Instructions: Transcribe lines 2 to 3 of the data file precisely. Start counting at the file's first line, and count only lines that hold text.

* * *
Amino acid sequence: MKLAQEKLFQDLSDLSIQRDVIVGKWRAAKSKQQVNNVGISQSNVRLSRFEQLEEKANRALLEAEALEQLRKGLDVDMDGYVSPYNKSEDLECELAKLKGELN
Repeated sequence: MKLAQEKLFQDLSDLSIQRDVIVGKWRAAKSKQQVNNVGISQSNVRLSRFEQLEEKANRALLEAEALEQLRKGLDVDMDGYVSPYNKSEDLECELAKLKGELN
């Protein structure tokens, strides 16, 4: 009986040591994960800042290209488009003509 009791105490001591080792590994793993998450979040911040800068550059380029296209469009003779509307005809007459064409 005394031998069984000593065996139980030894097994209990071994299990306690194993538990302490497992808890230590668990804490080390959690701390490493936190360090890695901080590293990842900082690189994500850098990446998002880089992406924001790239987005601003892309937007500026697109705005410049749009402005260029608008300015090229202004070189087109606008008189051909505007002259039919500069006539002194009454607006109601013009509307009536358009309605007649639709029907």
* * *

Repeated sequence: MKLAQEKLFQDLSDLSIQRDVIVGKWRAAKSKQQVNNVGISQSNVRLSRFEQLEEKANRALLEAEALEQLRKGLDVDMDGYVSPYNKSEDLECELAKLKGELN
């Protein structure tokens, strides 16, 4: 009986040591994960800042290209488009003509 009791105490001591080792590994793993998450979040911040800068550059380029296209469009003779509307005809007459064409 005394031998069984000593065996139980030894097994209990071994299990306690194993538990302490497992808890230590668990804490080390959690701390490493936190360090890695901080590293990842900082690189994500850098990446998002880089992406924001790239987005601003892309937007500026697109705005410049749009402005260029608008300015090229202004070189087109606008008189051909505007002259039919500069006539002194009454607006109601013009509307009536358009309605007649639709029907």